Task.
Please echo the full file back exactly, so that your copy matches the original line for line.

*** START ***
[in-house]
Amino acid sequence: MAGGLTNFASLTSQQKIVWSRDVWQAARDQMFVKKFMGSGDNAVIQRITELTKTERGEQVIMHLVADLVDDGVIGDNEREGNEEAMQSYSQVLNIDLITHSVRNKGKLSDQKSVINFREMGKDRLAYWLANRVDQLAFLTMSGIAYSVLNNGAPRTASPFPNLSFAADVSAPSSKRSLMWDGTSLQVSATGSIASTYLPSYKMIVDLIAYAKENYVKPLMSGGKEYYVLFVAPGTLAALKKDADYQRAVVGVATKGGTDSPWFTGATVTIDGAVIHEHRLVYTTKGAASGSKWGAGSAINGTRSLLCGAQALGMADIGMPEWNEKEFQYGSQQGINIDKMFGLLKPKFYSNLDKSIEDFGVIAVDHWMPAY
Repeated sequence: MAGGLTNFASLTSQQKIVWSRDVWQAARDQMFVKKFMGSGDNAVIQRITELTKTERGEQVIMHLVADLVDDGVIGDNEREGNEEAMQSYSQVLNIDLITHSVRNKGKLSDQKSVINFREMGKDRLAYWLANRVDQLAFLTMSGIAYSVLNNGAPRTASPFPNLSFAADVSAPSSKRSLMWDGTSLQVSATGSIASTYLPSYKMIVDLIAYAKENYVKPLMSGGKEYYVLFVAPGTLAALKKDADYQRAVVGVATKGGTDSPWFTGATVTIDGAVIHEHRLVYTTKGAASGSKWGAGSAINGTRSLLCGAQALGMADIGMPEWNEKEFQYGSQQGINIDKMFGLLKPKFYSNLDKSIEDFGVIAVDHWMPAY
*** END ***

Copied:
[in-house]
Amino acid sequence: MAGGLTNFASLTSQQKIVWSRDVWQAARDQMFVKKFMGSGDNAVIQRITELTKTERGEQVIMHLVADLVDDGVIGDNEREGNEEAMQSYSQVLNIDLITHSVRNKGKLSDQKSVINFREMGKDRLAYWLANRVDQLAFLTMSGIAYSVLNNGAPRTASPFPNLSFAADVSAPSSKRSLMWDGTSLQVSATGSIASTYLPSYKMIVDLIAYAKENYVKPLMSGGKEYYVLFVAPGTLAALKKDADYQRAVVGVATKGGTDSPWFTGATVTIDGAVIHEHRLVYTTKGAASGSKWGAGSAINGTRSLLCGAQALGMADIGMPEWNEKEFQYGSQQGINIDKMFGLLKPKFYSNLDKSIEDFGVIAVDHWMPAY
Repeated sequence: MAGGLTNFASLTSQQKIVWSRDVWQAARDQMFVKKFMGSGDNAVIQRITELTKTERGEQVIMHLVADLVDDGVIGDNEREGNEEAMQSYSQVLNIDLITHSVRNKGKLSDQKSVINFREMGKDRLAYWLANRVDQLAFLTMSGIAYSVLNNGAPRTASPFPNLSFAADVSAPSSKRSLMWDGTSLQVSATGSIASTYLPSYKMIVDLIAYAKENYVKPLMSGGKEYYVLFVAPGTLAALKKDADYQRAVVGVATKGGTDSPWFTGATVTIDGAVIHEHRLVYTTKGAASGSKWGAGSAINGTRSLLCGAQALGMADIGMPEWNEKEFQYGSQQGINIDKMFGLLKPKFYSNLDKSIEDFGVIAVDHWMPAY